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Tidal claims to be the "first high fidelity lossless music streaming service with HD music videos and curated editorial content". And it's now live in the UK and US.

Tidal offers its full 25-million strong music library in 1411kbps, 44.1kHz/16-bit, FLAC and ALAC lossless formats, compared to the maximum 320kbps you get from other services such as Spotify. 

MORE: Tidal hands-on review

In addition to the music, Tidal also offers in excess of 75,000 music videos and curated editorial articles, features and interviews written by industry experts.

Major music labels such as Sony Music Entertainment, Universal Music Group and Warner Music Group have all pledged their support to the service, as well as many independent labels, in order for Tidal to offer a comprehensive catalogue for all music tastes.

A free Tidal app is available for iOS and Android devices and it's also available on network players, PCs and Macs. Integration agreements have also been made with an extensive list of audio brands, including Anthem, Astell & Kern, Bluesound, NAD, Denon, Dynaudio, Linn, McIntosh, Pro-ject and Sonos, to name but a few. 

More after the break

MORE: High-resolution audio - everything you need to know

Andy Chen, Tidal CEO, said of the launch: “We are delighted that TIDAL has launched and that music lovers can now appreciate music the way it is meant to sound.

“But the music is just one part of the service. The expert editorial educates, entertains and enriches the music experience whilst the music videos complement the music perfectly. We are sure that TIDAL will quickly become the music streaming service of choice for all who appreciate high quality at every level.”

Tidal is available now, advertisement-free, for a monthly subscription of £20/month ($20 in the US).

Qobuz offers CD-quality streaming for the same price, but doesn't make the same claims regarding editorial content and videos.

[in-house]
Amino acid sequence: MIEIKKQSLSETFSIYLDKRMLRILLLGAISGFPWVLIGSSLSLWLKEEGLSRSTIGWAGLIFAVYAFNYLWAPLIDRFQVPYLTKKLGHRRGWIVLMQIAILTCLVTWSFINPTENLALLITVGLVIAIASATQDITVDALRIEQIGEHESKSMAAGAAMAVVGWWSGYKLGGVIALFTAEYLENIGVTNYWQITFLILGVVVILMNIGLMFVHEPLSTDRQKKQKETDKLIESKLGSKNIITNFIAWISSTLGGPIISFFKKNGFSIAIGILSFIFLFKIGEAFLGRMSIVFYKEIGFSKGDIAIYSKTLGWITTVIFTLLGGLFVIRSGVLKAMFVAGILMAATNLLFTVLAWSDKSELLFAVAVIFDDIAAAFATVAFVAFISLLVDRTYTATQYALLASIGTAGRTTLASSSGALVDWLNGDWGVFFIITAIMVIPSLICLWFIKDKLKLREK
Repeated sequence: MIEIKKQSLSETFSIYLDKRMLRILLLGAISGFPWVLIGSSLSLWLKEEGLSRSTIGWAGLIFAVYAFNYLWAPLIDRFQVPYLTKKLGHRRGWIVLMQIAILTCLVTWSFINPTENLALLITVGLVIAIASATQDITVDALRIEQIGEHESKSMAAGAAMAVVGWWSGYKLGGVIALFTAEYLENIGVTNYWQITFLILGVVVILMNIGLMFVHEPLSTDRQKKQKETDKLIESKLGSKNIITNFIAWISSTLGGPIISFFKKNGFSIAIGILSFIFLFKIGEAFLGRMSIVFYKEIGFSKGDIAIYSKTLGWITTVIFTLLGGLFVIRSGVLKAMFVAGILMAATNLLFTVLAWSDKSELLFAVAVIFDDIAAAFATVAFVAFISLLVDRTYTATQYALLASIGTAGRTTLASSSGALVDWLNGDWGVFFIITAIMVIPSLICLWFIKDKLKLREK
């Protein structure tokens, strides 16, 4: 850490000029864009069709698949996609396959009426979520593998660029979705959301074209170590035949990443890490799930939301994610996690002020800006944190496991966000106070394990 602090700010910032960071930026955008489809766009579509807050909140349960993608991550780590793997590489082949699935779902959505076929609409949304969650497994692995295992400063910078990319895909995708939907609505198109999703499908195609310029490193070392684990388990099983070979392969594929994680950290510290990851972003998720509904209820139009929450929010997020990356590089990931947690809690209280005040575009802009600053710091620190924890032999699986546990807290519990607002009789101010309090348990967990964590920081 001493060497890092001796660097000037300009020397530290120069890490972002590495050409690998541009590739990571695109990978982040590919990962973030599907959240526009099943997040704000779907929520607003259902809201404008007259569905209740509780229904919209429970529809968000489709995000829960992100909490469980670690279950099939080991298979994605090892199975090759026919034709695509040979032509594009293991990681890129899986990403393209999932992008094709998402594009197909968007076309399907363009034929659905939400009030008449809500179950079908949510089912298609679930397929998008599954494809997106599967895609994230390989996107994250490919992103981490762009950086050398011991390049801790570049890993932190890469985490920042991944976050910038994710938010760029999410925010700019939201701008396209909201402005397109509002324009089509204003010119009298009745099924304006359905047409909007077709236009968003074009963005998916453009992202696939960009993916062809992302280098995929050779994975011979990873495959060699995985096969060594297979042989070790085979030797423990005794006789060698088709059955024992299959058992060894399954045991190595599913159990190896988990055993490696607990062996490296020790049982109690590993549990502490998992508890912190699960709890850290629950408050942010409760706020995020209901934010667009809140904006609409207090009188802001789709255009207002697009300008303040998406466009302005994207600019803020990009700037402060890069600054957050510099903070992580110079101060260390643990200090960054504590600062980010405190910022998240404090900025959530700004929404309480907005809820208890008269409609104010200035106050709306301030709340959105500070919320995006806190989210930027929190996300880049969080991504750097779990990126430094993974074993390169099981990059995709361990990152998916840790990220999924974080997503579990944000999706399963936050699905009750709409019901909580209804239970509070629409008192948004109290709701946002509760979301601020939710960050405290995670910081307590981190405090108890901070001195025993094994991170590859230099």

MORE: Best music streaming services 2014

HANDS ON: Tidal review


tlunnon's picture

UK pays the most again

once again rip-off briten pays more than the US

I will not be paying that much for this service

I would rather buy the CDs instead

thats £240 a year thats a lot of CDs

so I will not be useing it .  

Graham Luke's picture

Too true...

I agree; streaming is way overpriced.

I too prefer to buy. That way I can determine the format and have the music to hand anywhere and everywhere; how's streaming work in a flying bus at 35,000 feet...?

mc500's picture

I'm on the free trial and

I'm on the free trial and like it. Whilst £20 is double what I pay for Spotify, I prefer to have CD sound quality and I also enjoy the curated content, I've discovered some great new music. @Graham, I believe there is an offline mode so that you can listen to certain amount of music offline for situations where you can't stream, although I haven't tried this yet. The library is quite strong for the kind of music I like, which is a bit of everything and less so mainstream stuff. It doesn't have as good a coverage as Spotify but I hope this improves. For £240 per year, yes I agree you can buy say 20 - 30 CDs, but to my mind, streaming opens up a whole new world of music that you could never possibly own and would maybe never want to, but you have the choice if you want it. My trial expires tomorrow and am seriously considering continuing with it.